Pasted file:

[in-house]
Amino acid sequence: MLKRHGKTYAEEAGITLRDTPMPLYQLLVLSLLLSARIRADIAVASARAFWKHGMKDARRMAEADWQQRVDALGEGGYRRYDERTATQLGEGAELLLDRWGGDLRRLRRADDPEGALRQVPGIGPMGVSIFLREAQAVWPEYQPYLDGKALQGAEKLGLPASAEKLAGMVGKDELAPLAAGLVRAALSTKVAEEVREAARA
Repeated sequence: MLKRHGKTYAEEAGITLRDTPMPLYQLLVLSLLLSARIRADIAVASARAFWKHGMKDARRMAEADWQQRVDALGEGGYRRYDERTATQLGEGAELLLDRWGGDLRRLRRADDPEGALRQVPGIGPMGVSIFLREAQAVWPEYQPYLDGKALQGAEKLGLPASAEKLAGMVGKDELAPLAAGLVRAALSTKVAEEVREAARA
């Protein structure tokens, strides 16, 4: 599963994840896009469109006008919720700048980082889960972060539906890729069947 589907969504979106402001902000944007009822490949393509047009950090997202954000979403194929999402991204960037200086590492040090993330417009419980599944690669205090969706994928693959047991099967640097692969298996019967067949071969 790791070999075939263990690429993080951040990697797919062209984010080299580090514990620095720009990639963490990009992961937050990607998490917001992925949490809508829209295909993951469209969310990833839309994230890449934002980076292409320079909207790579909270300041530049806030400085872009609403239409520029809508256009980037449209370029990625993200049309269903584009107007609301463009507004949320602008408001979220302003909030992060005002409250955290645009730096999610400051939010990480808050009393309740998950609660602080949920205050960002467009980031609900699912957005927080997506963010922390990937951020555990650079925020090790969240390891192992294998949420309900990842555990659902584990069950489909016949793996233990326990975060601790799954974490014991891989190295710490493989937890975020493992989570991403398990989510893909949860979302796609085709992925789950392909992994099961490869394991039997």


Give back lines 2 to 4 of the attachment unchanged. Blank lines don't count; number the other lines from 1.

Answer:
Amino acid sequence: MLKRHGKTYAEEAGITLRDTPMPLYQLLVLSLLLSARIRADIAVASARAFWKHGMKDARRMAEADWQQRVDALGEGGYRRYDERTATQLGEGAELLLDRWGGDLRRLRRADDPEGALRQVPGIGPMGVSIFLREAQAVWPEYQPYLDGKALQGAEKLGLPASAEKLAGMVGKDELAPLAAGLVRAALSTKVAEEVREAARA
Repeated sequence: MLKRHGKTYAEEAGITLRDTPMPLYQLLVLSLLLSARIRADIAVASARAFWKHGMKDARRMAEADWQQRVDALGEGGYRRYDERTATQLGEGAELLLDRWGGDLRRLRRADDPEGALRQVPGIGPMGVSIFLREAQAVWPEYQPYLDGKALQGAEKLGLPASAEKLAGMVGKDELAPLAAGLVRAALSTKVAEEVREAARA
């Protein structure tokens, strides 16, 4: 599963994840896009469109006008919720700048980082889960972060539906890729069947 589907969504979106402001902000944007009822490949393509047009950090997202954000979403194929999402991204960037200086590492040090993330417009419980599944690669205090969706994928693959047991099967640097692969298996019967067949071969 790791070999075939263990690429993080951040990697797919062209984010080299580090514990620095720009990639963490990009992961937050990607998490917001992925949490809508829209295909993951469209969310990833839309994230890449934002980076292409320079909207790579909270300041530049806030400085872009609403239409520029809508256009980037449209370029990625993200049309269903584009107007609301463009507004949320602008408001979220302003909030992060005002409250955290645009730096999610400051939010990480808050009393309740998950609660602080949920205050960002467009980031609900699912957005927080997506963010922390990937951020555990650079925020090790969240390891192992294998949420309900990842555990659902584990069950489909016949793996233990326990975060601790799954974490014991891989190295710490493989937890975020493992989570991403398990989510893909949860979302796609085709992925789950392909992994099961490869394991039997």